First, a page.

Gloria Gaynor

  • Disco singer born Gloria Fowles in Newark New Jersey in 1949.
  • Gaynor grew up in a house that always was full of music. She listened to Nat King Cole and Sarah Vaughan, and her father sang in a group at nightclubs, while her brother formed a gospel group. As a teenager, she practiced singing in mother’s apartment, and an upstairs neighbor was a bandleader at a local nightclub, who invited her onstage to sing – this got her into her first band, Eddie McClendon and the Pacesetters. She sang in a jazz/R&B group called the Soul Satisfiers, and in 1965, she recorded her first song as a solo artist (as Gloria Gaynor), She’ll Be Sorry. She then sang for a group called City Life for 5 years. She would not record again until 1974, when she was signed to a recording contract after several auditions.
  • Music oriented to dance clubs had been developing since the late 60s. Disco would become mainstream in the mid-70s, and Gaynor was an important part of its success. Her first album was released in 1975 – Never Can Say Goodbye. It was one of the first records where an entire side of music consisted of songs without a break between them. The 3 songs – Honey Bee, Never Can Say Goodbye, and Reach Out, I’ll Be There, became a 19 minute dance marathon, and it was enormously popular. Dance clubs today continue to use this technique of running songs together without a break – and Gaynor’s work was the first to use the technique.
  • Radio edits of all three songs were released as singles. Never Can Say Goodbye reached #9 on the Hot 100 chart, and it was the first #1 ever on Billboard’s Disco chart. The other 2 songs reached #2 on the same Disco chart.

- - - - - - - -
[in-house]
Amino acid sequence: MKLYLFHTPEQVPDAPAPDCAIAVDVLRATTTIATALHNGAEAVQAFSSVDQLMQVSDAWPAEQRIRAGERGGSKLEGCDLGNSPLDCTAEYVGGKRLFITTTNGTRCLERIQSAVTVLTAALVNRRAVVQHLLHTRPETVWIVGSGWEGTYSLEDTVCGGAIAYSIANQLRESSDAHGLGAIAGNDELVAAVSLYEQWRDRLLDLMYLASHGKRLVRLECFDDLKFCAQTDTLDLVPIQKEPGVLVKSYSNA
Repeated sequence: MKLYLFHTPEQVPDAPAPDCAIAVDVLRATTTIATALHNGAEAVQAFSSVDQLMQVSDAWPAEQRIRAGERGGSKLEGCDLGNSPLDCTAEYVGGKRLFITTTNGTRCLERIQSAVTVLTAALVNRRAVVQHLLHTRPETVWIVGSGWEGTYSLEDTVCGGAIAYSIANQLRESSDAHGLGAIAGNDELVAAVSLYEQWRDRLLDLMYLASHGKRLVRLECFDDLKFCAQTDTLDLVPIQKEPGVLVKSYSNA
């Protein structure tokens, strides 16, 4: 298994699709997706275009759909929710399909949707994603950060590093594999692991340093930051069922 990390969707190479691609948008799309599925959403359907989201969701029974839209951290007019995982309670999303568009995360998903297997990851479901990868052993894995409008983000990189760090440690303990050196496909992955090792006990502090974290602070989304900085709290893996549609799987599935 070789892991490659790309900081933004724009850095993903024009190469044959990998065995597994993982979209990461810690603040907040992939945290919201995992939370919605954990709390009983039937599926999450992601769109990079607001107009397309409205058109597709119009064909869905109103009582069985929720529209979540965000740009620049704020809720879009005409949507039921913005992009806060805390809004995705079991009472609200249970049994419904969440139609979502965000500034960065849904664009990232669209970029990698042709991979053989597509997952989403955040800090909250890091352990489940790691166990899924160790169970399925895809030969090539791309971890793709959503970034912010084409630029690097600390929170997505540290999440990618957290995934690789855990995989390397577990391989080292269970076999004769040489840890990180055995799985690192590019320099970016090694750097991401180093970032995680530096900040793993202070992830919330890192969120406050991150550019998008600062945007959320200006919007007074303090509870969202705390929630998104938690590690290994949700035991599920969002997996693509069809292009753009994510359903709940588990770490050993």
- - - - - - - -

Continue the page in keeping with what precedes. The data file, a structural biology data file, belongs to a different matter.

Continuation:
• Gaynor released 4 more dance oriented albums between 1976 and 1978. These albums did not chart highly, and the singles barely made the Hot 100, though 6 songs were top 5 Disco chart songs. She continued to utilize the technique of performing songs without a break between them – with Casanova Brown/Do It Yourself/How High The Moon topping the Disco chart, and Let’s Make A Deal/I’ve Got You Under My Skin/Be Mine peaking at #4.
  • In late 1978, her place in disco was forever set with the release of her album Love Tracks. It included the song I Will Survive. The song originally was the B-side to another song on the album, but when DJs started playing it, the record company quickly re-issued it as the main single on the album. It reached #1 on the Hot 100 and in other countries, selling over 14 million copies worldwide. It became an anthem for female strength, as well as the LGBT community. In 2016, the Library of Congress selected it for preservation in the National Recording Registry. It received a Grammy award for Best Disco Recording in 1980 (the only year that a Grammy was awarded for this category), and Rolling Stone puts it at #492 on the Greatest Songs of All Time list. It is in every list of the Greatest Disco songs of all time, often topping the list.
  • Gaynor never again had the success she enjoyed after this mega-hit. Six albums released between 1979 and 1986 were not successful – disco music had run its course, and the anti-disco backlash was in full throttle by the early 80s. One song, I Am What I Am, became a dance hit in 1983, reaching #3 on the Dance Music chart. It became an anthem for the pro-gay movement.
  • She enjoyed a revival of her career in the mid 90s, as the disco kids got older and nostalgic. New studio albums were released in 1997 and 2002, with 2 singles from 2002’s I Wish You Love album reaching #1 on the Dance Club Songs chart. She released an album of contemporary Christian songs in 2013, aptly titled We Will Survive. She frequently performs I Will Survive on TV and in concerts, as she basks in the glow of her success 40 years after her song made her what she is today.
  • In 2019, Gaynor released a Gospel album titled Testimony. It won a Grammy award for Best Roots Gospel Album, her second Grammy, 40 years after her first Grammy.
  • Seems obvious that I should link you to her hit. Here is I Will Survive.

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